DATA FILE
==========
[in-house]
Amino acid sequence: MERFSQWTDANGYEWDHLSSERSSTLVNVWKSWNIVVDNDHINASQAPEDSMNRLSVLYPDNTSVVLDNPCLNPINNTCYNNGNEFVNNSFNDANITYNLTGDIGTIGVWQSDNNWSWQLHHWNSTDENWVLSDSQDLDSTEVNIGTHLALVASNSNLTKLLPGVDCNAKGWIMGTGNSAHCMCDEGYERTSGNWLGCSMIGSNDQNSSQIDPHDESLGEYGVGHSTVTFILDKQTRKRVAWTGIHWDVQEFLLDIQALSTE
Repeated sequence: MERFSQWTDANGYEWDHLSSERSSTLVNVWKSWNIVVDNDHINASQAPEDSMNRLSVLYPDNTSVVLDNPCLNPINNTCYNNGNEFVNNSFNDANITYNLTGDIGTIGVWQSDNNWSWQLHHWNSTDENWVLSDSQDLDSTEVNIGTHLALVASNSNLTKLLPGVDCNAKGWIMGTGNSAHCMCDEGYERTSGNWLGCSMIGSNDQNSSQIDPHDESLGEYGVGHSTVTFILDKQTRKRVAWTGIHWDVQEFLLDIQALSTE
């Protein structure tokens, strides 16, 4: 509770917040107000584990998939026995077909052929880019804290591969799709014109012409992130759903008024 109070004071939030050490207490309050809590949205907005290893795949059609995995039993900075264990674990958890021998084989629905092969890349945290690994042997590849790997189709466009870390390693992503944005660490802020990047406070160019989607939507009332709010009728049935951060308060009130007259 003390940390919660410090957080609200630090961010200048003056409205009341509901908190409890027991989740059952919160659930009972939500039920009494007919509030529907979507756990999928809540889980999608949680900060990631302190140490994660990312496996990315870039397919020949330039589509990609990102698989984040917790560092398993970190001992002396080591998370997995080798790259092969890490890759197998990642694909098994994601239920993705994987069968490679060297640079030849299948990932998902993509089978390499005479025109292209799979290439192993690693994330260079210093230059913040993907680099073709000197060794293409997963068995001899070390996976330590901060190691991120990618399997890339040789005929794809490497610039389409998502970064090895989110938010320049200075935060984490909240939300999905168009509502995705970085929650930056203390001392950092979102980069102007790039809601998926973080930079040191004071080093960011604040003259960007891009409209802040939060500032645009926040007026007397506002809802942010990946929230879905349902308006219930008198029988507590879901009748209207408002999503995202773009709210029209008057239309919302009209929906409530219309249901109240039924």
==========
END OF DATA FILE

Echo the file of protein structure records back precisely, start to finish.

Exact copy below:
[in-house]
Amino acid sequence: MERFSQWTDANGYEWDHLSSERSSTLVNVWKSWNIVVDNDHINASQAPEDSMNRLSVLYPDNTSVVLDNPCLNPINNTCYNNGNEFVNNSFNDANITYNLTGDIGTIGVWQSDNNWSWQLHHWNSTDENWVLSDSQDLDSTEVNIGTHLALVASNSNLTKLLPGVDCNAKGWIMGTGNSAHCMCDEGYERTSGNWLGCSMIGSNDQNSSQIDPHDESLGEYGVGHSTVTFILDKQTRKRVAWTGIHWDVQEFLLDIQALSTE
Repeated sequence: MERFSQWTDANGYEWDHLSSERSSTLVNVWKSWNIVVDNDHINASQAPEDSMNRLSVLYPDNTSVVLDNPCLNPINNTCYNNGNEFVNNSFNDANITYNLTGDIGTIGVWQSDNNWSWQLHHWNSTDENWVLSDSQDLDSTEVNIGTHLALVASNSNLTKLLPGVDCNAKGWIMGTGNSAHCMCDEGYERTSGNWLGCSMIGSNDQNSSQIDPHDESLGEYGVGHSTVTFILDKQTRKRVAWTGIHWDVQEFLLDIQALSTE
């Protein structure tokens, strides 16, 4: 509770917040107000584990998939026995077909052929880019804290591969799709014109012409992130759903008024 109070004071939030050490207490309050809590949205907005290893795949059609995995039993900075264990674990958890021998084989629905092969890349945290690994042997590849790997189709466009870390390693992503944005660490802020990047406070160019989607939507009332709010009728049935951060308060009130007259 003390940390919660410090957080609200630090961010200048003056409205009341509901908190409890027991989740059952919160659930009972939500039920009494007919509030529907979507756990999928809540889980999608949680900060990631302190140490994660990312496996990315870039397919020949330039589509990609990102698989984040917790560092398993970190001992002396080591998370997995080798790259092969890490890759197998990642694909098994994601239920993705994987069968490679060297640079030849299948990932998902993509089978390499005479025109292209799979290439192993690693994330260079210093230059913040993907680099073709000197060794293409997963068995001899070390996976330590901060190691991120990618399997890339040789005929794809490497610039389409998502970064090895989110938010320049200075935060984490909240939300999905168009509502995705970085929650930056203390001392950092979102980069102007790039809601998926973080930079040191004071080093960011604040003259960007891009409209802040939060500032645009926040007026007397506002809802942010990946929230879905349902308006219930008198029988507590879901009748209207408002999503995202773009709210029209008057239309919302009209929906409530219309249901109240039924």